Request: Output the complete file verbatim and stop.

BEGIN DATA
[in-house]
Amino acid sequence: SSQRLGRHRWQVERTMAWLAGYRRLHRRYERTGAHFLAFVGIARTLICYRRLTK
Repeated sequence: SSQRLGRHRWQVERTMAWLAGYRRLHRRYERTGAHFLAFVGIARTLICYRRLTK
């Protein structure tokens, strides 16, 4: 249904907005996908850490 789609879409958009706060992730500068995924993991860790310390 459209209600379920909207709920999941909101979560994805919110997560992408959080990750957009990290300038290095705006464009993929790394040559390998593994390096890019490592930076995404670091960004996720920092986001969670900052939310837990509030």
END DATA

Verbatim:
[in-house]
Amino acid sequence: SSQRLGRHRWQVERTMAWLAGYRRLHRRYERTGAHFLAFVGIARTLICYRRLTK
Repeated sequence: SSQRLGRHRWQVERTMAWLAGYRRLHRRYERTGAHFLAFVGIARTLICYRRLTK
């Protein structure tokens, strides 16, 4: 249904907005996908850490 789609879409958009706060992730500068995924993991860790310390 459209209600379920909207709920999941909101979560994805919110997560992408959080990750957009990290300038290095705006464009993929790394040559390998593994390096890019490592930076995404670091960004996720920092986001969670900052939310837990509030």